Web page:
It’s a cool breezy 69 degrees as I write this column looking out my living room bay window. It’s supposed to get to a low of 48 degrees tonight, but currently a ruby-throated hummingbird has been flying to the sugar-water feeder hanging from an extended gutter hook.
Last week from the same window, a bird I couldn’t identify landed on my suet feeder among the many black-capped chickadees. Grabbing my National Audubon Society field guide and resorting to a Google search, I finally figured out she was either an albino or leucistic black-capped chickadee, which basically means because of a genetic mutation that prevents pigment, notably melanin, a bird can have all white plumage.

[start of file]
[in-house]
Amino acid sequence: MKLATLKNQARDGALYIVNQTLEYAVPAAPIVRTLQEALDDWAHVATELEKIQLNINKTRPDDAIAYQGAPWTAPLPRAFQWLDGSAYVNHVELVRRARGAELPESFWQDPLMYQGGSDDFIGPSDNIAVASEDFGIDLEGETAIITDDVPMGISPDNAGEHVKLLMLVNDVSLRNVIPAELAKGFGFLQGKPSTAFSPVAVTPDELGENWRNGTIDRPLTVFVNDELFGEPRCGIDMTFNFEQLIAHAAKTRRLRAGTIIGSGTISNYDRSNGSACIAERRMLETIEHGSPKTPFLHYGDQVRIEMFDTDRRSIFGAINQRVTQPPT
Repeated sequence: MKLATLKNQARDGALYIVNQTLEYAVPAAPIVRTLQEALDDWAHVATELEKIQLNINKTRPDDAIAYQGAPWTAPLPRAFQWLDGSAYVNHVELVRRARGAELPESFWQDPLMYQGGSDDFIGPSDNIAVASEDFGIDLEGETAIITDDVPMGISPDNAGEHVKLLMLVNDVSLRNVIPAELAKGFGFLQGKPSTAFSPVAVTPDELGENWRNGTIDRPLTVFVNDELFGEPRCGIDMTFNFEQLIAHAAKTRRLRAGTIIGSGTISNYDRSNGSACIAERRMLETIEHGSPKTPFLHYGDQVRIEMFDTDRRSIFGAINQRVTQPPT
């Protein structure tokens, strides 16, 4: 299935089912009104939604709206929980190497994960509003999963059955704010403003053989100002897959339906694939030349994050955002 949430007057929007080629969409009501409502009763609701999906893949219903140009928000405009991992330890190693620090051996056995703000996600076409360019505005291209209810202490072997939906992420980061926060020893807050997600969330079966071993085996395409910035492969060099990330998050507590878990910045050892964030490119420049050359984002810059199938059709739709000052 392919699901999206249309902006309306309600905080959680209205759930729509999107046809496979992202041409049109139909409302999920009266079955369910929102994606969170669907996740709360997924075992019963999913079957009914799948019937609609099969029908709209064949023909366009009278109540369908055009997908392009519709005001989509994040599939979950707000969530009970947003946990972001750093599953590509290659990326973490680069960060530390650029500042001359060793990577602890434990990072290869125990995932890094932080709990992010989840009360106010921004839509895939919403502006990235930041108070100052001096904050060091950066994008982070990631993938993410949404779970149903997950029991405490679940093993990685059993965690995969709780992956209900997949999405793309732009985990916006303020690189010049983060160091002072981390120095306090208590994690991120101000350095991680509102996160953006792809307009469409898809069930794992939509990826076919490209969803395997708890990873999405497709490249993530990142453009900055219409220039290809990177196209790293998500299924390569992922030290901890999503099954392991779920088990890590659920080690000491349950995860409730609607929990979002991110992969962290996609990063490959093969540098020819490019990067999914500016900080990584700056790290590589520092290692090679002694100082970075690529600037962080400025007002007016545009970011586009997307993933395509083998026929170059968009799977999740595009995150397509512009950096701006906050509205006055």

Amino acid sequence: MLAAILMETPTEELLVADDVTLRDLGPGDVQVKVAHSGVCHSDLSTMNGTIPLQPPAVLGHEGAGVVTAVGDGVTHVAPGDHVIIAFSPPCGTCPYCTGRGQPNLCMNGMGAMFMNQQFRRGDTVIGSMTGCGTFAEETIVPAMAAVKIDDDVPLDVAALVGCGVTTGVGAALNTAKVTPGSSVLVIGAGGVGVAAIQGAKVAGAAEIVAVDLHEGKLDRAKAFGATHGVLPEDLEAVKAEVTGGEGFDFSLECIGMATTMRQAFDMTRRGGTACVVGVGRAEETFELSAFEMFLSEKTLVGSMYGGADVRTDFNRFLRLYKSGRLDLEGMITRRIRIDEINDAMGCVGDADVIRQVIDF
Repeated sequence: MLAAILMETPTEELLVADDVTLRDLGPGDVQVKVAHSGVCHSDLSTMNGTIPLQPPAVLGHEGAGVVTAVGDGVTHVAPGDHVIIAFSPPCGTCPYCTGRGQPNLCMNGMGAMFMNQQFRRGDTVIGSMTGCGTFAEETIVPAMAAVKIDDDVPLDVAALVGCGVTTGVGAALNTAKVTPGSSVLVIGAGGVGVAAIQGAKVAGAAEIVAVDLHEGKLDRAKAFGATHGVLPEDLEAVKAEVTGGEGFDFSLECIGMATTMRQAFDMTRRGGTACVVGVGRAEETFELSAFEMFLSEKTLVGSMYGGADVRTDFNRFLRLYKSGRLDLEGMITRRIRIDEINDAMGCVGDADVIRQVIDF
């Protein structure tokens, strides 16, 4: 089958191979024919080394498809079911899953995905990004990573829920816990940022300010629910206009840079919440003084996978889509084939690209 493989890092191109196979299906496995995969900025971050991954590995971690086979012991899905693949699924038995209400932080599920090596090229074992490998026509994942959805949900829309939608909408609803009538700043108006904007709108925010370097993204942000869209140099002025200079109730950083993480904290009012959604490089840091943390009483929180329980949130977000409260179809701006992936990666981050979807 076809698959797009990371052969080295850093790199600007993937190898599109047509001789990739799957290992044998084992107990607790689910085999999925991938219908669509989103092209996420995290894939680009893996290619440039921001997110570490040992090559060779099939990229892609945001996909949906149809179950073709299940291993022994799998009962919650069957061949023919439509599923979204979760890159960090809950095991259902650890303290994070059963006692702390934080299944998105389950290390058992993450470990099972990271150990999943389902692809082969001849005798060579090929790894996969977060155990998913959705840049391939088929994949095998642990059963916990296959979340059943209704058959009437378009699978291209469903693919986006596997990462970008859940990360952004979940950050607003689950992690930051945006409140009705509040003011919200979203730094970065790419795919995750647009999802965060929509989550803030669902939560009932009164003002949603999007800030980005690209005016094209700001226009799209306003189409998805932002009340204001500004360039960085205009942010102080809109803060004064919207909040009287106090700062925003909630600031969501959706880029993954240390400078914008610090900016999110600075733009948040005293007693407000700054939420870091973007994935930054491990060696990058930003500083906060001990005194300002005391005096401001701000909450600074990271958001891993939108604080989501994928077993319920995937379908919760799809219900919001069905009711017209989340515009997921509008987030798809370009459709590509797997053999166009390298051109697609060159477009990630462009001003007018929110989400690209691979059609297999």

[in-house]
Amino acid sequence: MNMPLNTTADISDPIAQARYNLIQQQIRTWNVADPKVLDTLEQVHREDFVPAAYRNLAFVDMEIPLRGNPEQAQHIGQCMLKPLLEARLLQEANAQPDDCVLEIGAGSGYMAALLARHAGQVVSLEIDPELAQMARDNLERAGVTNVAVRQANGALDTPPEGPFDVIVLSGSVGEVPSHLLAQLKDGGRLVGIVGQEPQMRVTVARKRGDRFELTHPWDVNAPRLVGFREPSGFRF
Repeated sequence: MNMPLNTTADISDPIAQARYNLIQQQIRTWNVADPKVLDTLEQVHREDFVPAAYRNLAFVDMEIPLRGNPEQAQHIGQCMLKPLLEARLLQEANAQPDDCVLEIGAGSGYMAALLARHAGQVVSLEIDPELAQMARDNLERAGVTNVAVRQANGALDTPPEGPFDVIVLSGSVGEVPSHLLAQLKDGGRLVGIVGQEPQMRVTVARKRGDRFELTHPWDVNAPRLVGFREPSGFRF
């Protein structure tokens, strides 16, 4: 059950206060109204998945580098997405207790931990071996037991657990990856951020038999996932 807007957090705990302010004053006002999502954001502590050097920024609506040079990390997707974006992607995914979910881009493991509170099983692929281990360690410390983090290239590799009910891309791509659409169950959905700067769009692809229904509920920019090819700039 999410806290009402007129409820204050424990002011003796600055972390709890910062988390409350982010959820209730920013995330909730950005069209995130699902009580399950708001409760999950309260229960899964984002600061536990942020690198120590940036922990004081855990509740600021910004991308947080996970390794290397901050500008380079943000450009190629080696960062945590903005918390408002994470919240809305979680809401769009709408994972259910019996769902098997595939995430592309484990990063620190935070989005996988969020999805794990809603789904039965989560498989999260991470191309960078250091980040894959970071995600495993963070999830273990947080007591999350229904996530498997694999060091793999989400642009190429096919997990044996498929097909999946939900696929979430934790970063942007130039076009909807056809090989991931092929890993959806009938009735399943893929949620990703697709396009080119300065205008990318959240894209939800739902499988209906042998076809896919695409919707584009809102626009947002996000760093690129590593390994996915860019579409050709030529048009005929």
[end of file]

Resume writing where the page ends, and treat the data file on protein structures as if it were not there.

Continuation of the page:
I wondered if her bright white feathers would attract the attention of some nearby red-tailed hawks and read that leucism in birds can indeed rob them of their protective camouflage. In addition, being a pure white black-capped chickadee can hinder the opportunity to find a strong, healthy mate since the plumage colors play an important role in courtship rituals. I’m not worried about Lucy, our leucistic chickadee. She’s been hanging around for over a week, and the other birds seem to love her.